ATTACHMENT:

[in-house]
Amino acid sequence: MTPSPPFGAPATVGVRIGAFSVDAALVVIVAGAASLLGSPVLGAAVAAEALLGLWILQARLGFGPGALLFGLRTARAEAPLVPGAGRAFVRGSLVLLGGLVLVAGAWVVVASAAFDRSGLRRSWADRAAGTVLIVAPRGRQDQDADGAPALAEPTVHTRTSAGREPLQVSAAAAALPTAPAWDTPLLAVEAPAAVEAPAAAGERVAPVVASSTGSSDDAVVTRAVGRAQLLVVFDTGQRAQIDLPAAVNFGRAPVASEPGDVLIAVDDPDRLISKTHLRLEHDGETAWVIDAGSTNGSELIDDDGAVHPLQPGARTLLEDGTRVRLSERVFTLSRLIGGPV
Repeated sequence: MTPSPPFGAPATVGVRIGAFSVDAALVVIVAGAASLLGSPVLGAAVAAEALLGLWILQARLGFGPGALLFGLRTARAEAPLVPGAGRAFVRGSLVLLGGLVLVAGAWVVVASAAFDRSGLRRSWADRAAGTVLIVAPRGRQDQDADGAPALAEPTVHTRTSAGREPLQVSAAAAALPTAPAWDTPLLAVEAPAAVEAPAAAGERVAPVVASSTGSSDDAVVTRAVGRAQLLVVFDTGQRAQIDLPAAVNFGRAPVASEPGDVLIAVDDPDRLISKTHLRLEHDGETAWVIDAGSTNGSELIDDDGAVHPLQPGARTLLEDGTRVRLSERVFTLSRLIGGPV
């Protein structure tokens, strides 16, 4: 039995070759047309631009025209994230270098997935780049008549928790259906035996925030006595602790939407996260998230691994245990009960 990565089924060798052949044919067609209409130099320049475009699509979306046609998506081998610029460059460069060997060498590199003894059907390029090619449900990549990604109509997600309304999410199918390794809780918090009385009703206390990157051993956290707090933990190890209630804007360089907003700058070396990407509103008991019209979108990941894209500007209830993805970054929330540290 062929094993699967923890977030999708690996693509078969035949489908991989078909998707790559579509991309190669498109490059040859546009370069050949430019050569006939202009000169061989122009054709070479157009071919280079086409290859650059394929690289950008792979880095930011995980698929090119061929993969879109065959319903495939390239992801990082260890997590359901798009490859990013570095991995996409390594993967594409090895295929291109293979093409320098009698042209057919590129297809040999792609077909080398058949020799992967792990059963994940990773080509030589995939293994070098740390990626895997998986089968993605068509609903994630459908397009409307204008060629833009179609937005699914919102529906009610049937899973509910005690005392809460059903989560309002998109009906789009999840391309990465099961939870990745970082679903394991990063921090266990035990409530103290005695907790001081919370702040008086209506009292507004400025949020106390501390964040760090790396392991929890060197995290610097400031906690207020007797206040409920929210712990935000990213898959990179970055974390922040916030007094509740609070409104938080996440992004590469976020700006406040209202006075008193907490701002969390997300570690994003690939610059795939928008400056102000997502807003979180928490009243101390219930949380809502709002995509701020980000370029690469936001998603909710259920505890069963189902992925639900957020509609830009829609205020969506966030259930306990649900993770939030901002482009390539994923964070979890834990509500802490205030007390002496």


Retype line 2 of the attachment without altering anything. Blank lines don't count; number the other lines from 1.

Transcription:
Amino acid sequence: MTPSPPFGAPATVGVRIGAFSVDAALVVIVAGAASLLGSPVLGAAVAAEALLGLWILQARLGFGPGALLFGLRTARAEAPLVPGAGRAFVRGSLVLLGGLVLVAGAWVVVASAAFDRSGLRRSWADRAAGTVLIVAPRGRQDQDADGAPALAEPTVHTRTSAGREPLQVSAAAAALPTAPAWDTPLLAVEAPAAVEAPAAAGERVAPVVASSTGSSDDAVVTRAVGRAQLLVVFDTGQRAQIDLPAAVNFGRAPVASEPGDVLIAVDDPDRLISKTHLRLEHDGETAWVIDAGSTNGSELIDDDGAVHPLQPGARTLLEDGTRVRLSERVFTLSRLIGGPV